SAN DIEGO -- Padres third baseman Chase Headley is in line for a substantial raise in 2011 after qualifying for salary arbitration after just two-plus years in the Majors as a result of earning Super Two status.
Headley is one of several players who have Major League service time that ranks in the highest 17 percent of players with less than the usual arbitration threshold of three years.
Headley has two years and 123 days of Major League service time, which means that he becomes eligible for free agency a year early -- by one day.
A year ago, the cutoff for Super Two status was 139 days.
Headley, who made $427,700 last season and likely would have earned about $450,000 in 2011 if he hadn't qualified as a Super Two, could potentially earn around $2 million, depending on if he opts to go through the arbitration process.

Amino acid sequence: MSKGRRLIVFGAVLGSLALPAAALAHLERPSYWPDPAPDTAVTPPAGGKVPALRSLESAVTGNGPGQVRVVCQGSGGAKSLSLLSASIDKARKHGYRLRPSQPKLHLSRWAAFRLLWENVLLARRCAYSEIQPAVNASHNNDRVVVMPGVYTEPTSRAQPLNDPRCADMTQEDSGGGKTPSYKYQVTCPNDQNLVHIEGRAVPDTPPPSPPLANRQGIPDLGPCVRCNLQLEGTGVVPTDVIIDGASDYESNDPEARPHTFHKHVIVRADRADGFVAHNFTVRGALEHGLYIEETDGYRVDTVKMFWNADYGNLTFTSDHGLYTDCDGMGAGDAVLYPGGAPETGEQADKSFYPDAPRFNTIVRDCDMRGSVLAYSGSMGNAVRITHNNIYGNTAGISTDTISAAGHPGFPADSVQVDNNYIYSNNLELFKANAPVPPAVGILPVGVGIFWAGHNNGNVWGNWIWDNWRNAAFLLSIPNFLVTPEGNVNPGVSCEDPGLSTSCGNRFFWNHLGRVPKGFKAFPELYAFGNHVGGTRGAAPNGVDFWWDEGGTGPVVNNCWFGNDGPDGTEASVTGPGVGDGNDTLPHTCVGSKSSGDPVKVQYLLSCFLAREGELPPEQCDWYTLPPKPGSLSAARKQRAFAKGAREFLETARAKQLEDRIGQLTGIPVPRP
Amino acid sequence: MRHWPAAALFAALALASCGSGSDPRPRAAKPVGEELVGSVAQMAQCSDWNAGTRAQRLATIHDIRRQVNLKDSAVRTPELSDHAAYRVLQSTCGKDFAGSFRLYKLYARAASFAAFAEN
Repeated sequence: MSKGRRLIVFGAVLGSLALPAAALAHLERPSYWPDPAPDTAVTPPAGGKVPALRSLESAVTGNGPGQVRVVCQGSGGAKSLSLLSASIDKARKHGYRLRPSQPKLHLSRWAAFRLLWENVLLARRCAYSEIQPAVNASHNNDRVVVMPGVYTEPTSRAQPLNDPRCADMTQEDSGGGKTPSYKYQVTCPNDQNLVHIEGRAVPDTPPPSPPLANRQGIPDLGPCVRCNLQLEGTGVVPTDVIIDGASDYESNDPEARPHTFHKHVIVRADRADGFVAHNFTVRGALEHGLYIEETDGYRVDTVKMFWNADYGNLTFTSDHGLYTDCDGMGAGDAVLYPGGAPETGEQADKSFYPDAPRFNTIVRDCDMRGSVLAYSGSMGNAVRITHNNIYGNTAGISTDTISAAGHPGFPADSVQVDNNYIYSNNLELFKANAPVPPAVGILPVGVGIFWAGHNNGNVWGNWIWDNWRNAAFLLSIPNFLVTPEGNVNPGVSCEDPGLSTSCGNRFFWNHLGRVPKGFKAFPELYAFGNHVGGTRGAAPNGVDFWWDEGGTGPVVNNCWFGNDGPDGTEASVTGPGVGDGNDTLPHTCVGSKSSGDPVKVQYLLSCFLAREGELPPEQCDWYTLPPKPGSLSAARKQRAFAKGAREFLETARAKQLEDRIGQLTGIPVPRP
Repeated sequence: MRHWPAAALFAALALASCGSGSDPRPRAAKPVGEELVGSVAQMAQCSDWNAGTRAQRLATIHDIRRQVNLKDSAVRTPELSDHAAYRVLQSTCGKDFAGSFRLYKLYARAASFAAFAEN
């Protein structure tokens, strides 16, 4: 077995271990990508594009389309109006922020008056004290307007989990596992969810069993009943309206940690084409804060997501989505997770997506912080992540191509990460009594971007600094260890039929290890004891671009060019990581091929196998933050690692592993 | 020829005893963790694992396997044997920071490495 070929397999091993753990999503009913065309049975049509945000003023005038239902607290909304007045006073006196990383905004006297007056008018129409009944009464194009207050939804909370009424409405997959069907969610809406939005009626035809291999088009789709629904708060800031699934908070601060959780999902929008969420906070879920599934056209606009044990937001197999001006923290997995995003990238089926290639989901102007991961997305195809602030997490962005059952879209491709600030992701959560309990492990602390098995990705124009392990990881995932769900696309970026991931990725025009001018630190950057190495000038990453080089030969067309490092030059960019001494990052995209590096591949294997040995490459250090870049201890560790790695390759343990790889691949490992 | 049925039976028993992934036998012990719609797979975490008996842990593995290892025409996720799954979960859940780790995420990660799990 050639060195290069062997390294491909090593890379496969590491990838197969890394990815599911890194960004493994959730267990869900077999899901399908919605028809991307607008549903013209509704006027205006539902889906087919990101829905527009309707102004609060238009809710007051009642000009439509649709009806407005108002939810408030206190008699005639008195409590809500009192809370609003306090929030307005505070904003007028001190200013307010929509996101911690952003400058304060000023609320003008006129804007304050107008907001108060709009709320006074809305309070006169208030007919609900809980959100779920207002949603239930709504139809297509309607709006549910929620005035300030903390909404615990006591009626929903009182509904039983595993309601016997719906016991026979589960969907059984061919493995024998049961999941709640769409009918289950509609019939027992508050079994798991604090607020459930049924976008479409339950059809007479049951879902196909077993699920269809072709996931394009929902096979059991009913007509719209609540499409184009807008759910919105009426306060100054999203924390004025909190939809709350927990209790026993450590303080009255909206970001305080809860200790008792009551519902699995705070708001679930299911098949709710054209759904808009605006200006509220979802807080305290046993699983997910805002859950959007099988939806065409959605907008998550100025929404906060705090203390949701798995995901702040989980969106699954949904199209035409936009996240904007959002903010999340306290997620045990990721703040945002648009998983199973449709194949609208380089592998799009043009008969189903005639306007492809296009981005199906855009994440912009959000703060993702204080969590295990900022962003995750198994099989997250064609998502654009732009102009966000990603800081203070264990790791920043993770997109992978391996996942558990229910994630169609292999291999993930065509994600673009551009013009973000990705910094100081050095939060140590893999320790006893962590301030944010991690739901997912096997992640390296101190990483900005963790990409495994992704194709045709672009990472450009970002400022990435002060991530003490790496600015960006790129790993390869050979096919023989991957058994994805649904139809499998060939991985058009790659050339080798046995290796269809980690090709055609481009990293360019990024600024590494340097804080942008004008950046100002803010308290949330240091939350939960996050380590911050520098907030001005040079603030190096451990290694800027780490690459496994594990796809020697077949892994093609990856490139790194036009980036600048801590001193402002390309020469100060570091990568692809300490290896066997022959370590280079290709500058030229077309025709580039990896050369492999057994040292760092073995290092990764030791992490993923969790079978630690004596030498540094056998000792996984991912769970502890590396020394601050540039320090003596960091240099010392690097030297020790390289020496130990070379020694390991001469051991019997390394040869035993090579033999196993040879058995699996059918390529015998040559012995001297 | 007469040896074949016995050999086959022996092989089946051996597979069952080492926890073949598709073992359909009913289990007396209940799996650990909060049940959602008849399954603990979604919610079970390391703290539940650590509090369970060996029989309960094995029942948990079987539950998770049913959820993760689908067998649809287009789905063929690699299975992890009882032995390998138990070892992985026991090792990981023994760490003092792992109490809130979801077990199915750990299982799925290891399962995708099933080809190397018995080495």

Headley hit .264 with 11 home runs and 58 RBIs in 161 games for the Padres in what was his second full Major League season. He appeared in eight games in 2007 and 91 games the following season.
All players with three or more years of service, but less than six years, may file for salary arbitration.
Headley's spike in salary could certainly work against the Padres, who will go into 2011 with a payroll that figures to be slightly higher than the $37.8 million it was on Opening Day 2010.
Headley joins pitchers Tim Stauffer, Edward Mujica, Heath Bell and Mike Adams and outfielders Tony Gwynn, Chris Denorfia, Scott Hairston and Ryan Ludwick as Padres who are eligible for salary arbitration.